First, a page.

Again, Obama won the votes of at least 50% of the people that he’s out to stick it to. What do they think about that?

    I know what Cramer thinks!

  3. Wendy Says:

    One of the larger barriers to entrepreneurship in the US has to be the lack of access to affordable health care if you don’t work for a medium or large company. Thousands of talented unemployed people won’t attempt to create their own innovative, start up businesses because their families need health care, which they won’t be able to afford to purchase for the first few years of running a start up.

  4. Brian Knudsen Says:

    Buzzkill (uh, I mean Buzzcut) talks about warmed-over Mondale-ism, but his post is like a warmed over FreeRepublic.com rant from whenever. Somebody is PO’d! By the way, what’s with the anonymous moniker?

    Anyway, I agree with Michael. And, I’d add just a few points. Indeed, Manzi’s column is nothing but an ideological ploy to stir up the resentments that Buzzkill/cut displays. Yet, I think the underlying premise of Manzi’s argument is wrong – i.e. that entrepreneurs “deserve” higher incomes at all. Why should they, even if we concede that contemporary economic growth comes from ideas?

    Entrepreneurs have one major input to their work – the vast store of existing knowledge. This store includes everything, including
    language, mathematics, all representative symbolic systems, all science and technology, everything that we have available to use that enables us to do what we do today. This vast store of existing knowledge is a social, collectively produced product – it has been produced collectively and collaboratively across time and across space, essentially for all of humankind’s history. It is therefore also an historical product. This historical, collective product is the main input to economic growth today. It is what entrepreneurs use, what the creative class uses to do their jobs. But, if this input is/was collectively created, what right does any one person then have to claim for him or herself a disproportionate share of its benefits? Why do I necessarily get to appropriate for myself all the benefits, when the major
    inputs to my work have nothing to do with me, and indeed were produced collectively and historically by (human) society? To do so is to steal from society. A person goes and takes what society has collectively produced, and then claims all of the benefits for themselves. This disjuncture between the collective nature of the inputs to creative work and the claims of disproportionate individual benefits from creative work is a matter of simple fairness, and undermines the premise that entrepreneurs “deserve” higher incomes. Instead, I would hope that society can evolve to a point where we remunerate people for their work differently from how we do now, say on the basis of effort and sacrifice instead of output.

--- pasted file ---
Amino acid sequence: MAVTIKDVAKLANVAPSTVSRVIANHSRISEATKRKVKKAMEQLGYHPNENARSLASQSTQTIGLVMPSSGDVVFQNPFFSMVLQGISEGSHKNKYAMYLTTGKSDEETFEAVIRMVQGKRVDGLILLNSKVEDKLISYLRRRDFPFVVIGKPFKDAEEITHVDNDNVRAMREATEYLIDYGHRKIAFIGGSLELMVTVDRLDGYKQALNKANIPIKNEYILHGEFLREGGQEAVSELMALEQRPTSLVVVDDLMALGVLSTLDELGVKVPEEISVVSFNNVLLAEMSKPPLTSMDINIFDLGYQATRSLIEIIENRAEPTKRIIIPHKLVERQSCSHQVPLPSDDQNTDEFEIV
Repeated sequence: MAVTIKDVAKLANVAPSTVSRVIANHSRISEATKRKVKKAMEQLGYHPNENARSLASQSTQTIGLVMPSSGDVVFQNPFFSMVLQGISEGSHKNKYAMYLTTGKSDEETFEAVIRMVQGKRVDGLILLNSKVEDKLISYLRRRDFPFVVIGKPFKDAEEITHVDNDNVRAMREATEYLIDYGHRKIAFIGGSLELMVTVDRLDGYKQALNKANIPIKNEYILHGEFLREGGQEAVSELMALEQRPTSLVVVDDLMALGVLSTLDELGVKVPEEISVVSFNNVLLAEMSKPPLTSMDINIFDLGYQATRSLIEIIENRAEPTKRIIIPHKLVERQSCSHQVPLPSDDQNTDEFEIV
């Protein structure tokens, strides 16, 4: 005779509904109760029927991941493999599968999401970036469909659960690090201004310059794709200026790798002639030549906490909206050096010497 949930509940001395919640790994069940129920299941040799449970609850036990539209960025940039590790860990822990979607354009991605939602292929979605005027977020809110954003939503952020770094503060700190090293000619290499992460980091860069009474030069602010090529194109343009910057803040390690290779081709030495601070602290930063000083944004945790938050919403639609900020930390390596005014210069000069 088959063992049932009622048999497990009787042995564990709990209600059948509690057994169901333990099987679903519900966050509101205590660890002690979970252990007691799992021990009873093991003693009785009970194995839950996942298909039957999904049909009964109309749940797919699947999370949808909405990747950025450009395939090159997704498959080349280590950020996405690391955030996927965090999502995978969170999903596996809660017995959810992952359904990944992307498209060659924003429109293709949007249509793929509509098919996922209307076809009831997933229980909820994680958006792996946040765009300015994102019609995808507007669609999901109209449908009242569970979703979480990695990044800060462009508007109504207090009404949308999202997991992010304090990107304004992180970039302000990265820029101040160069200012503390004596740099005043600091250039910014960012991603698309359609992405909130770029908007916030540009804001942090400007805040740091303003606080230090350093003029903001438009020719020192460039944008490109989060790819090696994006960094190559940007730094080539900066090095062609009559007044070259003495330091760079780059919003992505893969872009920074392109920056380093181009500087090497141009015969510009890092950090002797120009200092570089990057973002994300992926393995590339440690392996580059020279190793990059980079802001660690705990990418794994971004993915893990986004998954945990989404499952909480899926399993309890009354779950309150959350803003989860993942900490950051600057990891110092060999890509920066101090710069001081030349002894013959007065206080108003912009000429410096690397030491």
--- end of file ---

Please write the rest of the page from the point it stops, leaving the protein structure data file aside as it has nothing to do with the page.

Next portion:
5. Buzzcut Says:

    Buzzkill ;)

    That’s good!

    I could tell you why I need anonymity… but then I’d have to kill you. ;)

    Regarding whether entreprunerial income is deserved or not, most entrepreneurs provide goods and services. That is what they are making money from.

    And if they make less money because it is being taxed away from them, they have less of an incentive to provide those goods and services.

    It is no different than those of us working long hours at corporations or who are professionals. For the most part, people who are in the earnings ranges targeted by Obama are those working long hours and who are highly skilled (skills earned through long hours!).

    So… it all comes back to a classic supply side economics argument: what are you doing to encourage work, education, and investment. I see very little in these proposals.

  6. Michael Wells Says: